April 17th is the birthday of the Ford Mustang. Introduced on this date in 1964, the Pony Car has a long and varied history. To some, the car is an icon. To many others, the car is a reminder of what corporate America can do with a good idea.
Originally, the car was designed as a two seat, mid engine sports car, and named the T-5. Sexy as that sounds, they decided to change the name, though there is some debate as to how the name Mustang won. On one hand, John Najjar, the Executive Stylist supposedly named the car after the P-52 Mustang fighter plane. On the other, Robert J. Eggert, a market research manager said the name came from a book on Mustang horses, given to him by his wife. Officially, Ford says it was named after the fighter plane, but the marketing department decided that the free-spirited American Mustang was a better image for the car. To reinforce the marketing images of owners that “bucked the herd” they even made the grille mascot run opposite of American race horses on the track.
When the car was introduced, the new Mustang immediately sold 22,000 units, which was pretty astounding. In the first year Ford sold 400,000 copies, and over a million by 18 months, making the Mustang a huge success. The design and development took only 18 months, but Ford gave up on the original 2 seat concept because of the trouble they had with the Thunderbird. The result was a coupe and later a 2+2 model that became automotive icons.
Then it all went to hell. Ford is a company heavy with committees, and for some reason they cannot keep their hands of a good design. Each year until 1971 the Mustang got heavier and heavier. Ford was lucky that the body style could take much of the abuse, and cars like the 1968 and 1969 models were still quite attractive. But like Anna Nicole Smith, you eventually started to lose the impression that the Mustang had once been a pinup, because like Anna, the Mustang had packed on 800 pounds. By 1971, she was just a fat and slow draft horse. The weight was obvious, and even the sexy fastback started to look like a boat.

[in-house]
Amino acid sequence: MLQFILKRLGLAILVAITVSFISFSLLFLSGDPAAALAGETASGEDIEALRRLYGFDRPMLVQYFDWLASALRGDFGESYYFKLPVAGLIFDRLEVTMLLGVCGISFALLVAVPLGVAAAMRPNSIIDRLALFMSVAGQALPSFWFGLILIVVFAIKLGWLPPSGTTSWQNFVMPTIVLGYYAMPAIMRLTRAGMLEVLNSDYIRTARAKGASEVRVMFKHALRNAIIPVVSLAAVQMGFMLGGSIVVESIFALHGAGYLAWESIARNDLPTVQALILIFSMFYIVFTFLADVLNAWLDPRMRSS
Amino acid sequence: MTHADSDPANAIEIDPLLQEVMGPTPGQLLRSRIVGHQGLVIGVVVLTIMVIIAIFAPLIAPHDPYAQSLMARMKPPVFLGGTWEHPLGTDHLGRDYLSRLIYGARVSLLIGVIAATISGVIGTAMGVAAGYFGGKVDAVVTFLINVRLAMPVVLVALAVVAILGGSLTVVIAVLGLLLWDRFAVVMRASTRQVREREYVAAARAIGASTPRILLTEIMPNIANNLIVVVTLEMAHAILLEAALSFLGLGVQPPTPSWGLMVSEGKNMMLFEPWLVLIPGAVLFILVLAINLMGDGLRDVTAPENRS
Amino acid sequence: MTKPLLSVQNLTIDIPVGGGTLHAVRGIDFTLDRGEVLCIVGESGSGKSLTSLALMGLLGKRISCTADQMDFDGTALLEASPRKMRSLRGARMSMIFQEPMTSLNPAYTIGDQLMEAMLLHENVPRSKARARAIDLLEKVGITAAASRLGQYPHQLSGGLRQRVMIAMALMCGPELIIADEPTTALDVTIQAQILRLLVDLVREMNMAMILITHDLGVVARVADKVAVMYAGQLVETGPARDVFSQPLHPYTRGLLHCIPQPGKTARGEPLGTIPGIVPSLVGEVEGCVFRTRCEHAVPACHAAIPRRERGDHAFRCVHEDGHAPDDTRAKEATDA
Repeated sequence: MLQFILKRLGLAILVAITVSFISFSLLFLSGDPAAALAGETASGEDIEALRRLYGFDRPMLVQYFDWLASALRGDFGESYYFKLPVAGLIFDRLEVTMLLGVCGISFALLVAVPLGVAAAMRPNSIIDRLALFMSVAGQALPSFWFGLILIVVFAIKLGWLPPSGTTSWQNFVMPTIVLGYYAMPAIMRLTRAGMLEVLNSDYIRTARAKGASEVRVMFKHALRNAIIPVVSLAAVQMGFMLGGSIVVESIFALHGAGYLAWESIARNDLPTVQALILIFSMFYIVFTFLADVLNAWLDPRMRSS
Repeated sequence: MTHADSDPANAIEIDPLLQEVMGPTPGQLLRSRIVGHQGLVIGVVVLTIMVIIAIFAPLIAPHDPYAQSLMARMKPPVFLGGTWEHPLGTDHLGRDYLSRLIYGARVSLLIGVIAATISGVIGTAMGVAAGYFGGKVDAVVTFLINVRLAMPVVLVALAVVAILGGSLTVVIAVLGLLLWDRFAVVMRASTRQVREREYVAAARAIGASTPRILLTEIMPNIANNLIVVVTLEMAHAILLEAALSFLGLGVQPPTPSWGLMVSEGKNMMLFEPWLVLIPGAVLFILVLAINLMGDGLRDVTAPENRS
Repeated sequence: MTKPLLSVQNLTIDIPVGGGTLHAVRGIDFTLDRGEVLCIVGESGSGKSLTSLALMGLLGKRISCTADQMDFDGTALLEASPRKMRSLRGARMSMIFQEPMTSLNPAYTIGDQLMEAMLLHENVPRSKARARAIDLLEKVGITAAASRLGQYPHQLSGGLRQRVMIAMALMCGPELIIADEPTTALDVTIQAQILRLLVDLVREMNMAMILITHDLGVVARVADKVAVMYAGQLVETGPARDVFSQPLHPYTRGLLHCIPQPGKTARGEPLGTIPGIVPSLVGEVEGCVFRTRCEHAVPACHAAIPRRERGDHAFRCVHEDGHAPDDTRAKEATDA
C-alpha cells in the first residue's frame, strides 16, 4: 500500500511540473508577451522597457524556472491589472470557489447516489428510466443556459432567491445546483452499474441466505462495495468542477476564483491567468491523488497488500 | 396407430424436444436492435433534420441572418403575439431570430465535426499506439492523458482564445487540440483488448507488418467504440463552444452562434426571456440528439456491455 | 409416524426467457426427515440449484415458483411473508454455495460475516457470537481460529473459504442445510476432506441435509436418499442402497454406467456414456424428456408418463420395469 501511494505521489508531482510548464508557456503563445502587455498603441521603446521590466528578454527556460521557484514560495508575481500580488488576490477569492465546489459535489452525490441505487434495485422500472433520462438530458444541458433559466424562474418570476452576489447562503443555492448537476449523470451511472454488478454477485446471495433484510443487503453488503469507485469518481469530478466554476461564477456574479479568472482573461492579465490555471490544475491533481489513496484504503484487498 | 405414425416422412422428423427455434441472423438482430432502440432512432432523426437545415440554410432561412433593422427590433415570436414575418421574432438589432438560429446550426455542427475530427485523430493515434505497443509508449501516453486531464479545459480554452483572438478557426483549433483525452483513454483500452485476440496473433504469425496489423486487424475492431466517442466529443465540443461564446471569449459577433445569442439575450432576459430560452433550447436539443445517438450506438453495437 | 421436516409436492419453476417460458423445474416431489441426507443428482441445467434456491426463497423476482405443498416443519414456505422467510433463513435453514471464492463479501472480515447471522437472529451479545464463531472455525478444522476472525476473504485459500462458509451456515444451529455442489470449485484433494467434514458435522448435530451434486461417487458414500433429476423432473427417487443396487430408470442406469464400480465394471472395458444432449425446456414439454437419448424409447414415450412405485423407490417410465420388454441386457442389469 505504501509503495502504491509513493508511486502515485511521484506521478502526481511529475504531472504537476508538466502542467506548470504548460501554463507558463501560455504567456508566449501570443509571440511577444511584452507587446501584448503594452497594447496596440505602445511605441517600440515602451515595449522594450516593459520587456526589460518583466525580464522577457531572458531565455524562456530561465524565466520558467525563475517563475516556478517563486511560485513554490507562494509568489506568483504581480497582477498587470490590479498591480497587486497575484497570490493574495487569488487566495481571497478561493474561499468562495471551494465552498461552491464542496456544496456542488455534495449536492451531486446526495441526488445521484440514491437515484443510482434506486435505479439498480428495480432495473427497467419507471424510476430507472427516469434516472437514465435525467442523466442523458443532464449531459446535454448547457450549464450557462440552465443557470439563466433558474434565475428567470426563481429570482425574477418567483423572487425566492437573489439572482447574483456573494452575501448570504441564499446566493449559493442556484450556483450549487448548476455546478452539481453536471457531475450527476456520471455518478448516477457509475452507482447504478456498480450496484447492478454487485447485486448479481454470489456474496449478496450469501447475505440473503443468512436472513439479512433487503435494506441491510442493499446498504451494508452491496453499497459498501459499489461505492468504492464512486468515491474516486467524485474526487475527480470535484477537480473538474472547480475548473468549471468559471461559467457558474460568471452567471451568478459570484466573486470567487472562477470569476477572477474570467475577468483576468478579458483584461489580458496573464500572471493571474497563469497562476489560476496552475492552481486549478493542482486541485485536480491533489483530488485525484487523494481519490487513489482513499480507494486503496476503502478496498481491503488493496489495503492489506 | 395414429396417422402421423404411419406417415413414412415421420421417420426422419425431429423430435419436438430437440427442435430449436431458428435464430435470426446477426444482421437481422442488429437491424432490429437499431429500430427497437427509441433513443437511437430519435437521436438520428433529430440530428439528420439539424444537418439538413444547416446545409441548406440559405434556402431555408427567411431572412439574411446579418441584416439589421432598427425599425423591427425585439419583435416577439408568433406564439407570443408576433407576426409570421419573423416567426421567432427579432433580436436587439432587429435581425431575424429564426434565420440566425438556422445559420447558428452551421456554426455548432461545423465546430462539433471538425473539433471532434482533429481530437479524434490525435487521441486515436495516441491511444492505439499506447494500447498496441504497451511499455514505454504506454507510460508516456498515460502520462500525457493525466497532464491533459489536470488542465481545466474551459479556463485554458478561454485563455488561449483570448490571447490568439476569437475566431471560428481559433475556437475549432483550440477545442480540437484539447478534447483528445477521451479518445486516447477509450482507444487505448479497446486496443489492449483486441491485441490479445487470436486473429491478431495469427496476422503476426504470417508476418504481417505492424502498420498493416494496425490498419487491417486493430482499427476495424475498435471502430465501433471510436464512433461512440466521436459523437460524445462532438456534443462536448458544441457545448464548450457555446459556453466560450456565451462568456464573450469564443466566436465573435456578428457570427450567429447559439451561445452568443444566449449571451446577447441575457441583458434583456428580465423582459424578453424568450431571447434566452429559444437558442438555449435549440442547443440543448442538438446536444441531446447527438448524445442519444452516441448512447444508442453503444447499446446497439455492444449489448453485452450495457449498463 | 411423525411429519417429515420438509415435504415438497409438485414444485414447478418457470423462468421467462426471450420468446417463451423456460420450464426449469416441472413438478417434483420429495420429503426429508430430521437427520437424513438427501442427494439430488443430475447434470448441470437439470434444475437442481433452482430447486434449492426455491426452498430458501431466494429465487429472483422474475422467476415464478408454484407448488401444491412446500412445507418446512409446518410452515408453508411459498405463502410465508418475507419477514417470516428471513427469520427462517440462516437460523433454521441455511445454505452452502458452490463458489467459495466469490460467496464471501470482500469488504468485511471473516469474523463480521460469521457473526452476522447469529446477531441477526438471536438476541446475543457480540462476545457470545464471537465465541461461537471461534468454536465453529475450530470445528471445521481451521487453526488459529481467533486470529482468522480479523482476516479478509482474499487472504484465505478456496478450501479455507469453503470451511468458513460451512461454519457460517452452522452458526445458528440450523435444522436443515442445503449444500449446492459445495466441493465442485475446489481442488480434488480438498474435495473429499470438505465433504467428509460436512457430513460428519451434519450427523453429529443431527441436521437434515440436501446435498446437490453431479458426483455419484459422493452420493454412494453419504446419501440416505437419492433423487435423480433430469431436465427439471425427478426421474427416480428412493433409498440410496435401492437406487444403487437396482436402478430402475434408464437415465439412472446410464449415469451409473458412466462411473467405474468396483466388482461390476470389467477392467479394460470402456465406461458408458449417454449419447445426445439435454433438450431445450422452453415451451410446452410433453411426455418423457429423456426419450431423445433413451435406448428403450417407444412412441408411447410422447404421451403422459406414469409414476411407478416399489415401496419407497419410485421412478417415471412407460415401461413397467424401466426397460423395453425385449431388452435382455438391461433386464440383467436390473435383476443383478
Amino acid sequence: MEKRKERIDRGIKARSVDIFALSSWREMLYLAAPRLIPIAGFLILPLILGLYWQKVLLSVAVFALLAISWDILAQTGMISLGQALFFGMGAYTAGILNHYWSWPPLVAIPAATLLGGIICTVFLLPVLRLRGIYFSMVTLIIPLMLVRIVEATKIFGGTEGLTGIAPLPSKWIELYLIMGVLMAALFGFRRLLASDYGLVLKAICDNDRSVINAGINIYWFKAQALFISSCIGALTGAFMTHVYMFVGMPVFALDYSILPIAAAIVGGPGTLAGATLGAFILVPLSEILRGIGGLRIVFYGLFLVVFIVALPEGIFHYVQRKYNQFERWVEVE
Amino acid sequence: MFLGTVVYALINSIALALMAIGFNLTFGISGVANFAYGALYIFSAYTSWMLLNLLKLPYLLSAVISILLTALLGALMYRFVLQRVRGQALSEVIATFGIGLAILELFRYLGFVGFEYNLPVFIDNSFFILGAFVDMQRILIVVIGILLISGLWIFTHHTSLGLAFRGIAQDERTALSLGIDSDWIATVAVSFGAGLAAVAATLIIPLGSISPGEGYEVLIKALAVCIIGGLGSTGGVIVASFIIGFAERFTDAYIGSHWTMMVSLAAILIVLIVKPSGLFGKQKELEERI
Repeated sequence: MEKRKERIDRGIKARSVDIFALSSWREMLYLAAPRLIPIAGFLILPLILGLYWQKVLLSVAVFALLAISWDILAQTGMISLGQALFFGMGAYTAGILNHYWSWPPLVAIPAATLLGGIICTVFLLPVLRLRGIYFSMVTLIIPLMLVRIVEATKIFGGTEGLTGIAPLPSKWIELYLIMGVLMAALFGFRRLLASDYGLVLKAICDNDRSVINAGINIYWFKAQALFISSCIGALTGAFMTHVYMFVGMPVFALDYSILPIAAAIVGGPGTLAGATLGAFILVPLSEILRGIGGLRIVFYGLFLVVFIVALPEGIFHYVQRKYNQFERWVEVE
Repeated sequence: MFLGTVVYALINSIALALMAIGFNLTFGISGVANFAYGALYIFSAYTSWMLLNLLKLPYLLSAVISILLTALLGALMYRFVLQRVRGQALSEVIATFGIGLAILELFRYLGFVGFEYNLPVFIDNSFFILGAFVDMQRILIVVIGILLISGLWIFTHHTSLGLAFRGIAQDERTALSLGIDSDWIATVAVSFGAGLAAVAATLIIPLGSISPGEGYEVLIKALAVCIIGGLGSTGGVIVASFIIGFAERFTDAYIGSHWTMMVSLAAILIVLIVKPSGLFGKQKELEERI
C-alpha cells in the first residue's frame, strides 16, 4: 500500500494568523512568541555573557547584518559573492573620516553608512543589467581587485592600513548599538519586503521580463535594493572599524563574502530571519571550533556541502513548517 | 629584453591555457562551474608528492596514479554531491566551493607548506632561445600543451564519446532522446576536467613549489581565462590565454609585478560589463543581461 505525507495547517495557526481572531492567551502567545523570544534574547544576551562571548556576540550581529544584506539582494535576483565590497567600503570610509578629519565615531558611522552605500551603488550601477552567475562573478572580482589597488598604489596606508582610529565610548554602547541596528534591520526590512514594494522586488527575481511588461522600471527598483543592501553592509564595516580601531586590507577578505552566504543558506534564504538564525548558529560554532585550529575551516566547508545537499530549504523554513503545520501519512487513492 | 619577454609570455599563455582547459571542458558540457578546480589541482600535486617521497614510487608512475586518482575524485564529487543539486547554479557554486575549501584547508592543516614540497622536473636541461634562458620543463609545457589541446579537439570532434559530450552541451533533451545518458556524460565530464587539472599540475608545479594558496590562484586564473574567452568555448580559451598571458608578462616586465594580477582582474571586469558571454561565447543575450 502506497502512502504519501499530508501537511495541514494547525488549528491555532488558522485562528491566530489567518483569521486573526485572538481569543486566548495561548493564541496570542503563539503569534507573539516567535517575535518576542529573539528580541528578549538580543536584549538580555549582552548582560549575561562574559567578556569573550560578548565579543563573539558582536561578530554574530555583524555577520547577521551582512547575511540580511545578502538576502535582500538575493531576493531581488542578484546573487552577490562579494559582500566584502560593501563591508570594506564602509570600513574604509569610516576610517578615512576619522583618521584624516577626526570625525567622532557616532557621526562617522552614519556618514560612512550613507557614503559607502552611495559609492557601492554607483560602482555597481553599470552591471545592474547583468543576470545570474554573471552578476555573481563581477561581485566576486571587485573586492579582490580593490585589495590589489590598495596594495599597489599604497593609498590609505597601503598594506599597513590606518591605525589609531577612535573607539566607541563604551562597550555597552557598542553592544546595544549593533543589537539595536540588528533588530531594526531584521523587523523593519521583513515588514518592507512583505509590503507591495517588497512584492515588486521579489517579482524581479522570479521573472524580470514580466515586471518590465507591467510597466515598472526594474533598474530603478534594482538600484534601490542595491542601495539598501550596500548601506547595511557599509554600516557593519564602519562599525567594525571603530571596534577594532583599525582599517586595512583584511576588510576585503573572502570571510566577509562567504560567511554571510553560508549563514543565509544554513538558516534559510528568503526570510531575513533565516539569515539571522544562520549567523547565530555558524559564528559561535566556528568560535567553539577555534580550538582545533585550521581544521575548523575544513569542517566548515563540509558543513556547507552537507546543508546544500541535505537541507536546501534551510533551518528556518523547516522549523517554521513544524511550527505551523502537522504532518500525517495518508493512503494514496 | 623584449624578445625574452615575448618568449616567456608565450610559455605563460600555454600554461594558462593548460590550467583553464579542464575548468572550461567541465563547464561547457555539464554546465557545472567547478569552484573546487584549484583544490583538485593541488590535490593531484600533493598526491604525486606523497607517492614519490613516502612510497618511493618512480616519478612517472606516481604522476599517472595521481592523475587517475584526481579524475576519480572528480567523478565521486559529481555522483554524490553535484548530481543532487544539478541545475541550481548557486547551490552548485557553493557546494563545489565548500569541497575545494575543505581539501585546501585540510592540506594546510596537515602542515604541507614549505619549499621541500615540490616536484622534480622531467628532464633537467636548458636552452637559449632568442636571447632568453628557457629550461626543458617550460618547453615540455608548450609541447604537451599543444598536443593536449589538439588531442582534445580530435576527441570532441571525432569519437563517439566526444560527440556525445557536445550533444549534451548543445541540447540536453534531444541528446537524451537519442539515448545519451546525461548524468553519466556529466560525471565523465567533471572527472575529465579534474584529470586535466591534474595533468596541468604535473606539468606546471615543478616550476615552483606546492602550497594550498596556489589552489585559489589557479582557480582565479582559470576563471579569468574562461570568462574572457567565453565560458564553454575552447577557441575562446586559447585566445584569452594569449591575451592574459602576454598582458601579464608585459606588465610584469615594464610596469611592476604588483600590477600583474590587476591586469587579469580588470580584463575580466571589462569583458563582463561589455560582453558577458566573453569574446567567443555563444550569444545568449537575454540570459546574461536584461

By 1974, Ford was looking to make a big change with the Mustang. Lee Iacocca was President by then, and had ordered the Mustang to be brought closer to its original size and design. Rather than a clean sheet of paper, the committees gave the designers a sheet with a Ford Pinto already on it. They designed the car over that, using the recently purchased Ghia name for some added class. Overall the Mustang II is hated by most pony car fans. But, the car did bring up the slumping sales from 111, 015 to 385,993. Even today, if you look closely at the design, there is a lot of styling cues that hark back to the original. You have to squint really hard, but they are there. Basically, the little pony car was back, though it was still heavy, poorly built and underpowered.
It took less than a year for the public to get bored by the Mustang II, and sales faltered. Ford stuck with the Mustang II design until 1979, when it created the next generation, angular Fox bodied car. This change once again brought sales records to 369,936 units. The car was to be a front-wheeled drive V6 powered sister to the Mazda MX6, but Mustang fans complained, and Ford made it the standard V8 optioned RWD car.
Now at Generation four in 1994, the new Mustang was the first new design in 15 years. Styled by Patrick Schiavone, it incorporated styling cues from previous designs, and put 10 more years under the Mustangs belt. In 1999, the car was restyled a little to incorporate the “New Edge” styling theme, which brought crisper lines and sharper countours.
Finally, in 2005 we were given the S-197 Mustang, or the pretty one as most people know it. This car was designed by Sid Ramnarace, and echoes the Mustangs of old. The design concept is called Retro-Futurism, and is used on the Camaro as well as the Dodge Challenger. The committees at Ford updated this design in 2008 to include seats with soybean based material…in some lame effort to make it green. In 2010, the lines were made a little crisper, and the car was made to look a lot meaner. Overall the design is pretty, but it gives the impression of a plastic toy, similar to the Camaro.
The Mustang has come a long way in 48 years, and according to the auto blogs, the new retro look may be gone by 2015. Over the years, the committees at Ford have taken beautiful designs and ruined them, only to come up with pretty designs, and ruin those. The sales chart for the Mustang is almost a direct line heading down, with a few peaks with the new introductions. Had they left the design alone, maybe they would have sold more cars. In any case, the Ford Mustang is a classic and still looks pretty good for its age.
Article Courtesy of Chris Raymond
Photos Courtesy of netcarshow.com, cargurus.com, americanmuscle.com,